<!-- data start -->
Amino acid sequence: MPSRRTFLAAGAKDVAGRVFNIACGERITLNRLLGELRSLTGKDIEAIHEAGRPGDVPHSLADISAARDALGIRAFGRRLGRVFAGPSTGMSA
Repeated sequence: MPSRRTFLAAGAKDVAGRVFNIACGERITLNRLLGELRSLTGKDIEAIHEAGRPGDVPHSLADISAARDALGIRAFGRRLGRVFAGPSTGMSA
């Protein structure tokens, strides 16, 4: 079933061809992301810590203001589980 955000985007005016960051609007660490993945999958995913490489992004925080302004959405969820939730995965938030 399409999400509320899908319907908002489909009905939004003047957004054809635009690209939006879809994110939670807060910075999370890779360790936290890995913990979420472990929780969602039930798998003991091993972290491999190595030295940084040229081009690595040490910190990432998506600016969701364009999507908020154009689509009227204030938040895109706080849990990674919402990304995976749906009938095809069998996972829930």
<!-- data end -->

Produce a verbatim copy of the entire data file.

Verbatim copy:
Amino acid sequence: MPSRRTFLAAGAKDVAGRVFNIACGERITLNRLLGELRSLTGKDIEAIHEAGRPGDVPHSLADISAARDALGIRAFGRRLGRVFAGPSTGMSA
Repeated sequence: MPSRRTFLAAGAKDVAGRVFNIACGERITLNRLLGELRSLTGKDIEAIHEAGRPGDVPHSLADISAARDALGIRAFGRRLGRVFAGPSTGMSA
């Protein structure tokens, strides 16, 4: 079933061809992301810590203001589980 955000985007005016960051609007660490993945999958995913490489992004925080302004959405969820939730995965938030 399409999400509320899908319907908002489909009905939004003047957004054809635009690209939006879809994110939670807060910075999370890779360790936290890995913990979420472990929780969602039930798998003991091993972290491999190595030295940084040229081009690595040490910190990432998506600016969701364009999507908020154009689509009227204030938040895109706080849990990674919402990304995976749906009938095809069998996972829930």